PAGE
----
Samsung EVO 128GB MicroSD and Linux

📅 July 29, 2016
evo128_frontWhat? Is a 200GB MicroSD card too much storage space?

The 128GB capacity cards are plentiful, and one good card worth considering is the Samsung EVO 128GB microsd. It is compatible with Linux, it offers decent read and write speeds, and it features the quality we expect from Samsung.


The typical packaging you would expect. Includes the microsd card and one microsd-to-SD adapter.


Samsung EVO microsd package for the 128GB version. Other capacities are available in the EVO line.


Back of the package. Sports the typical disclaimers (1G = 1,000,000,000 bytes, etc.) and touts a 10-year warranty.

The Card Itself

This is a UHS-1 Class 10 card. I tested the card in Linux Mint 17.3 using the Disks benchmark, and here is the result:


Linux Mint 17.3 Disks. ext4 formatting. Using a USB 3.0 card reader connected via a USB 3.0 port. 32.9MB/s reads and 8.3 MB/s write.

The front of the package claimed “up to 48 MB/s transfer speed with UHS-1,” but cards rarely meet their advertised claims. That is why we see so many asterisks “*” on the packaging. This card is no exception. Despite repeating the benchmarks, the 32/8 MB/s read/write speeds were consistent in Linux Mint 17.3. This is actually fine for everyday usage, but it still feels disappointing when the package text makes claims that lead me to believe in better results. On the bright side, the read/write results seen in the graph were consistent, unlike the SanDisk 200G card that began with fast write results but then dropped to slower write speeds over time.

By contrast, CrystalDiskMark 5.1.2 (Windows 7) reported better results closer to the advertised 48 MB/s speed (sequential, of course):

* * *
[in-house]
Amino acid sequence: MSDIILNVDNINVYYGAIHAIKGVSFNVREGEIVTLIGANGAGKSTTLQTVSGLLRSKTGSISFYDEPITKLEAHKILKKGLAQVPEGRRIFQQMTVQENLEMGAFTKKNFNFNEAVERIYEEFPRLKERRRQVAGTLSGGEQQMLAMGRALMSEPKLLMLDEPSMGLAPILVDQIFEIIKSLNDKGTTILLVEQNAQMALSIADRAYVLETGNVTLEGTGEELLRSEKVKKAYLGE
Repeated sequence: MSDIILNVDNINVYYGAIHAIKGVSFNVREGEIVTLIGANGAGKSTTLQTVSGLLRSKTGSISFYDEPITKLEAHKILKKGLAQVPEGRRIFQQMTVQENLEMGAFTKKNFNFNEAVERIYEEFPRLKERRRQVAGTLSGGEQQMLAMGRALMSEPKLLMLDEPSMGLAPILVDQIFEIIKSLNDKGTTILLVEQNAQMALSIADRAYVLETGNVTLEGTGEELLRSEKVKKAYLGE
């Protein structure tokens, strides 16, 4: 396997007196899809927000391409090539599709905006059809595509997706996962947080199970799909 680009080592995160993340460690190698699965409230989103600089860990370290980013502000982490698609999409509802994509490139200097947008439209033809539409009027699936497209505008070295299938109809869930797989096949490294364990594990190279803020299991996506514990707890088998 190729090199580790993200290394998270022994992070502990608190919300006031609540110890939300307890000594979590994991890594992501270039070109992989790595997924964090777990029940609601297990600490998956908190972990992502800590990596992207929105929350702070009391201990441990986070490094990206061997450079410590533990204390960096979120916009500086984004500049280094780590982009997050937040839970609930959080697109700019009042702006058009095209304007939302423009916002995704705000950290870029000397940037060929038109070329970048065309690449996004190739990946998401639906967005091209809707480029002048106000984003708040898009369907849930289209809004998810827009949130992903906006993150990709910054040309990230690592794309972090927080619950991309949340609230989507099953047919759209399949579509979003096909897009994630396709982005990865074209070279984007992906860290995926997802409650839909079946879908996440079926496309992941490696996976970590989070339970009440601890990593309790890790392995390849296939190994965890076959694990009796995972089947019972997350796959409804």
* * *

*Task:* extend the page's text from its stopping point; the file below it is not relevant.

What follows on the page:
CrystalDiskMark 5.1.2. FAT32 formatted. ~46 MB/s reads, ~25 MB/s writes. Using the same USB 3.0 adapter as before.

In this case, the packaging is closer to the truth, which must mean a difference in benchmarks. Not certain why those differences exist, but this is still a good card that retains data well. I have not encountered any corrupted files — providing that the card was also safely ejected from the system first.


Linux Mint 17.3 Disks recognizes the microsd card perfectly. No drivers required. Here, it was reformatted to ext4. Even though we see a raw capacity of 128G, formatted capacity will be 7% less: ~119 GB usable space.

Will the Samsung EVO 128G Work with the PlayStation Portable?


Connecting the 128G microsd to the PSP using a MicroSD-to-Memory Stick adapter is possible, but the PSP will not use the card. The PSP will recognize the card and format it, but if you try to then connect the card to a computer in order to transfer files, you will be prompted with this dialog in Linux Mint 17.3:


Linux Mint 17.3 attempting to read the PSP-formatted Samsung EVO 128G microsd.

Formatting the card in Linux and then inserting it into the PSP does not work either. This is the same situation when testing the PSP with the SanDisk 200G microsd. Apparently, the PSP is not compatible with 128+ GB cards, and this is strange because two 64G microsd cards in a dual adapter work perfectly by giving the PSP 128G of unformatted storage space (119GB after formatting).


This is another good microsd card for everyday use. As long as you do not need fast, 80+ MB/s write speeds, then this should fill the need at an average cost for its capacity. So far, this card is reliable, compatible with a wide range of devices when formatted as FAT32, and, best of all, compatible with Linux.


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